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AAAS S&T Policy Forum Takes a Closer Look at Cyber-Warfare
There are oft-discussed fears that terrorists or hostile nations could launch cyber-attacks against critical sectors of the American economy, but what about the possibility the United States might conduct cyber-attacks of its own, defensive or otherwise?
The prospect of offensive U.S. cyber operations, generally a classified subject, was discussed at the recent AAAS Forum on Science and Technology Policy. Herbert Lin, chief scientist for the Computer Science and Telecommunications Board at the U.S. National Research Council (NRC), said there should be more attention to the legal, ethical and policy issues surrounding cyber-attack as an instrument of U.S. policy.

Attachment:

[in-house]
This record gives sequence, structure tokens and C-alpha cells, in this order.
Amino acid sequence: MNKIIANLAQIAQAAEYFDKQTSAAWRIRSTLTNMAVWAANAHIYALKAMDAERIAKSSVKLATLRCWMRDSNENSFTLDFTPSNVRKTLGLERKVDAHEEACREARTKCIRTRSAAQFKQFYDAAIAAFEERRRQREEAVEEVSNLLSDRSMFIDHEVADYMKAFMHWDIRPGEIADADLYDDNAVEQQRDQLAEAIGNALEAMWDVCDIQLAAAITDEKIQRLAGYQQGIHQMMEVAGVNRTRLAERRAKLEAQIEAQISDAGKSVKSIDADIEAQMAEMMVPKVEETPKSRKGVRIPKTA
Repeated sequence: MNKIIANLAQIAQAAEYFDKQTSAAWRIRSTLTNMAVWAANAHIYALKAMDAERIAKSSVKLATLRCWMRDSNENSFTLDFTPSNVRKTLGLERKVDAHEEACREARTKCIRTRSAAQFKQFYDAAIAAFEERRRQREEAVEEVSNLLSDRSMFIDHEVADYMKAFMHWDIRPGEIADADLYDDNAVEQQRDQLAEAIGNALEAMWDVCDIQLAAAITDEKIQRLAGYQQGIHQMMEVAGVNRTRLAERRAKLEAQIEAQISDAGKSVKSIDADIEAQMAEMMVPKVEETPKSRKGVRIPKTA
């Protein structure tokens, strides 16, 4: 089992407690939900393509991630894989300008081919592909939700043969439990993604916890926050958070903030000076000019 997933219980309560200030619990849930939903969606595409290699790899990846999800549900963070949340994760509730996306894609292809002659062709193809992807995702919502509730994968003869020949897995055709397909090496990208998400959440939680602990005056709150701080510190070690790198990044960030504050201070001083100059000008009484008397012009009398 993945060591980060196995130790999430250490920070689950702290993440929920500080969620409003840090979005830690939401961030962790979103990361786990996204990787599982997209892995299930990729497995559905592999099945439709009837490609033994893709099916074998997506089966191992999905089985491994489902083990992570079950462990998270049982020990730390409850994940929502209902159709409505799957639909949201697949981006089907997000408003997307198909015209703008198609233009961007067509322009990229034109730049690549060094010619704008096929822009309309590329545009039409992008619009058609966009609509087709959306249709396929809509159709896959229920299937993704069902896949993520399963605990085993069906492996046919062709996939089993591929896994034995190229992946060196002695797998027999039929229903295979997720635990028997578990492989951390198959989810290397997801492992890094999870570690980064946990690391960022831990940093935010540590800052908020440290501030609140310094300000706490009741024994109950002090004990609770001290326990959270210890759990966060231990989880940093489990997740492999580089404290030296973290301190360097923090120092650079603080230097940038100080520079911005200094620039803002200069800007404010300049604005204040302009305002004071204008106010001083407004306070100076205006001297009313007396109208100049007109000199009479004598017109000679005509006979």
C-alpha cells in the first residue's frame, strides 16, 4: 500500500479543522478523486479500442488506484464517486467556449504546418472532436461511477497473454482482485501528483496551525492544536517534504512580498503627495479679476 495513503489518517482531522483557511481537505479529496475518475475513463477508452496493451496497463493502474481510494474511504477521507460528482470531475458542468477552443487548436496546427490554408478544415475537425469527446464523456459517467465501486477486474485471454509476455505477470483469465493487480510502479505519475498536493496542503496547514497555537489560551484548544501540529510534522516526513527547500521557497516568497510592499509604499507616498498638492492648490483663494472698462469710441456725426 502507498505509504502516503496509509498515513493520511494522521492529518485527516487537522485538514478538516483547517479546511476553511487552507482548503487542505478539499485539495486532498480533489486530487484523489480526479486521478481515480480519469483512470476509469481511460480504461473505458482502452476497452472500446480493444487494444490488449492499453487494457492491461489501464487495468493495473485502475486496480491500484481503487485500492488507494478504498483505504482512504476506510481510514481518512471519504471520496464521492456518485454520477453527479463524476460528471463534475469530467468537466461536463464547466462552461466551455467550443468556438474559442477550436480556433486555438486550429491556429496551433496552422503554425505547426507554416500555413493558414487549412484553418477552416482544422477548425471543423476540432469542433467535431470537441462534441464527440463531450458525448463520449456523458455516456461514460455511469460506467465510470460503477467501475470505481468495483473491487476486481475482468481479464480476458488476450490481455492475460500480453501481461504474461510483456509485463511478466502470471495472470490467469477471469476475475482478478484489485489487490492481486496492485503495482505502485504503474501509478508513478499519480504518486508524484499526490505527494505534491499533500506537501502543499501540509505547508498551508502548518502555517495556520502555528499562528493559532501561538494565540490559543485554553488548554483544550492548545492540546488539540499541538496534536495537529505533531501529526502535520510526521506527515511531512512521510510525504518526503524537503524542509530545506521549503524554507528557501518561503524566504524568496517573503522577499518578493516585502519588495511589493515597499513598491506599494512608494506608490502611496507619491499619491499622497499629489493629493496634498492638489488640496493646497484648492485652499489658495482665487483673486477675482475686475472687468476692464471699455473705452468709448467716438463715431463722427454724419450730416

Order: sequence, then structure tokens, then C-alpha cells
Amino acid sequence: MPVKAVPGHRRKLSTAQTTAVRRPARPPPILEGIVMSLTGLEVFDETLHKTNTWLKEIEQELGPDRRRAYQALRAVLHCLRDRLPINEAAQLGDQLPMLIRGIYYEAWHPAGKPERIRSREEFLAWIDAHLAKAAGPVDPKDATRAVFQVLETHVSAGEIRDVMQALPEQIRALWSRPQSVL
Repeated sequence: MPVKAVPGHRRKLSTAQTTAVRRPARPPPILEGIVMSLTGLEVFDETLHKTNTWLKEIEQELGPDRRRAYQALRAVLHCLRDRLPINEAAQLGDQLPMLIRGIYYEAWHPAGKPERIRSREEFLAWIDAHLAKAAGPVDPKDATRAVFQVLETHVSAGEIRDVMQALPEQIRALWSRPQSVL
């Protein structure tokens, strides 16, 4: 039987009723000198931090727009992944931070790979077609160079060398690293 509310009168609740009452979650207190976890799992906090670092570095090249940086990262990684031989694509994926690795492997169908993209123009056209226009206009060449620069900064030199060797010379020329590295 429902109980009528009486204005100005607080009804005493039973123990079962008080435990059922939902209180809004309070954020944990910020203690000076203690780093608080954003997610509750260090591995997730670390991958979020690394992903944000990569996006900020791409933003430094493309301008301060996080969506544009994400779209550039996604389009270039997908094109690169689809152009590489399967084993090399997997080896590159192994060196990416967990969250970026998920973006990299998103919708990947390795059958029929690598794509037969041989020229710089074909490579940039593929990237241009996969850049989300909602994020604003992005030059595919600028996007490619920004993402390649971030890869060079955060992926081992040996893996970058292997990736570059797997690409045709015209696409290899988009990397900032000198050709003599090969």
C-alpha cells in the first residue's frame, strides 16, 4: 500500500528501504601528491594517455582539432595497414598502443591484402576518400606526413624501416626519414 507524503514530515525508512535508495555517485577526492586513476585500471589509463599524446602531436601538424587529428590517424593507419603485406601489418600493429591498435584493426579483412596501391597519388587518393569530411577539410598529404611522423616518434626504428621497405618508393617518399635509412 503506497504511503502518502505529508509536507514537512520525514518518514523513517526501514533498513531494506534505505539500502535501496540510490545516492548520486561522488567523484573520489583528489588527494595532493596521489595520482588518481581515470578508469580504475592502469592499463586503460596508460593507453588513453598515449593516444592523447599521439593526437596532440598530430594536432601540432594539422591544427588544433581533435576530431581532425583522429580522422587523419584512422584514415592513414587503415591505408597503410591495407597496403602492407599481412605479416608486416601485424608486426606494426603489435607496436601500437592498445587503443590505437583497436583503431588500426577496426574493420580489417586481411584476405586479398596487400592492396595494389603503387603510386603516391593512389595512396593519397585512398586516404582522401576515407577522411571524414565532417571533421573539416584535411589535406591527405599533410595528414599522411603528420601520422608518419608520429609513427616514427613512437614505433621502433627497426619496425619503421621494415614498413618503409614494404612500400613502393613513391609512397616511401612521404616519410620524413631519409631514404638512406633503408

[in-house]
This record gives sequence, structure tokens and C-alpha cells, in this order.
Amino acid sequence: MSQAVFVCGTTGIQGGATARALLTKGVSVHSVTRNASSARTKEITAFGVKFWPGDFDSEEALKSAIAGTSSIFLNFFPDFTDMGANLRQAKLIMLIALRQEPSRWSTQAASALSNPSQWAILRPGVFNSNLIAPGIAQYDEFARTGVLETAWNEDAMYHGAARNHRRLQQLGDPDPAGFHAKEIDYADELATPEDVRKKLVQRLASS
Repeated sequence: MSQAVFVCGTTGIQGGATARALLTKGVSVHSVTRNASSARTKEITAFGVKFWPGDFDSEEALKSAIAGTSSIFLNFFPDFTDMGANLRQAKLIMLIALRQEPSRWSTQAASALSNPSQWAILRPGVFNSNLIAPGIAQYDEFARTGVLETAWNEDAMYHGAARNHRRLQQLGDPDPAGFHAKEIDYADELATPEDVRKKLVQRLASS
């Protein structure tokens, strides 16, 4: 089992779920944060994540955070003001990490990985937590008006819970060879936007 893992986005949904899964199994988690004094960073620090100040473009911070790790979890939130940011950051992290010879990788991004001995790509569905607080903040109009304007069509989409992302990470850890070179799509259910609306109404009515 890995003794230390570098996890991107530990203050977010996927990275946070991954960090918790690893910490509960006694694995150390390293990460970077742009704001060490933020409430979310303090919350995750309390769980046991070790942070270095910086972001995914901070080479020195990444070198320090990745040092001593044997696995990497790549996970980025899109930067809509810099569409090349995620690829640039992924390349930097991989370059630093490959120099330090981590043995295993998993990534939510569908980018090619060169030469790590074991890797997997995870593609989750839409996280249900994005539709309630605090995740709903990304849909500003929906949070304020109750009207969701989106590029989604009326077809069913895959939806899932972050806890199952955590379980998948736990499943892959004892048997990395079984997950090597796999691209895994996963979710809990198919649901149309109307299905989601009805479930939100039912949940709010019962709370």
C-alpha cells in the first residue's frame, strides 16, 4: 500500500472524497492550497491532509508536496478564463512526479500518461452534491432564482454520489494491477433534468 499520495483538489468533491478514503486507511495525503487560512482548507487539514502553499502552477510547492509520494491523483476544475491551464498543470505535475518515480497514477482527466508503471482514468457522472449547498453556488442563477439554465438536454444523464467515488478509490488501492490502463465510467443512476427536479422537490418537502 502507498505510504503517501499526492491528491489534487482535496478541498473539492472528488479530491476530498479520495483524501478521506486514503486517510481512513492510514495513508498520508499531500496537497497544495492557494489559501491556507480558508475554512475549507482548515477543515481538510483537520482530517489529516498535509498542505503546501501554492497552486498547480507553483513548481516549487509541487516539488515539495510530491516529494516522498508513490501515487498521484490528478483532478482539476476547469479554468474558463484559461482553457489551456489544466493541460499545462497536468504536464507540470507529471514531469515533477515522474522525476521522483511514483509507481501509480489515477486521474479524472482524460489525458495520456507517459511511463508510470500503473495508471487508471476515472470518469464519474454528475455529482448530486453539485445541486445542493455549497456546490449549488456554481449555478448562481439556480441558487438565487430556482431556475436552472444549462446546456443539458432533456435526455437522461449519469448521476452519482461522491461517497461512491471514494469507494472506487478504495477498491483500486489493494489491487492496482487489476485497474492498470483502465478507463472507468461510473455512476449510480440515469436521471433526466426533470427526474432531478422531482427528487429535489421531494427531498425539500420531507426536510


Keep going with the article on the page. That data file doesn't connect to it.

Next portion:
“Mostly the talk you hear about in the press is that we’re the victim of cyber-attacks coming in from other places, and we’re in big trouble,” Lin said. “While I don’t dispute that statement, there’s a whole other dimension to this that involves our launching attacks” on other parties in cyberspace.
Some cyber attacks will be conducted over infrastructure largely owned and operated by the private sector, noted Gerald Epstein, director of the AAAS Center for Science, Technology and Security Policy and moderator of the 14 May Forum session. “In the cyber arena, perhaps as in no other, the fundamental coupling of national security, private infrastructure, and individual choice really comes to the fore,” Epstein said.
To learn more about the Forum’s session on science and national security, read the full story.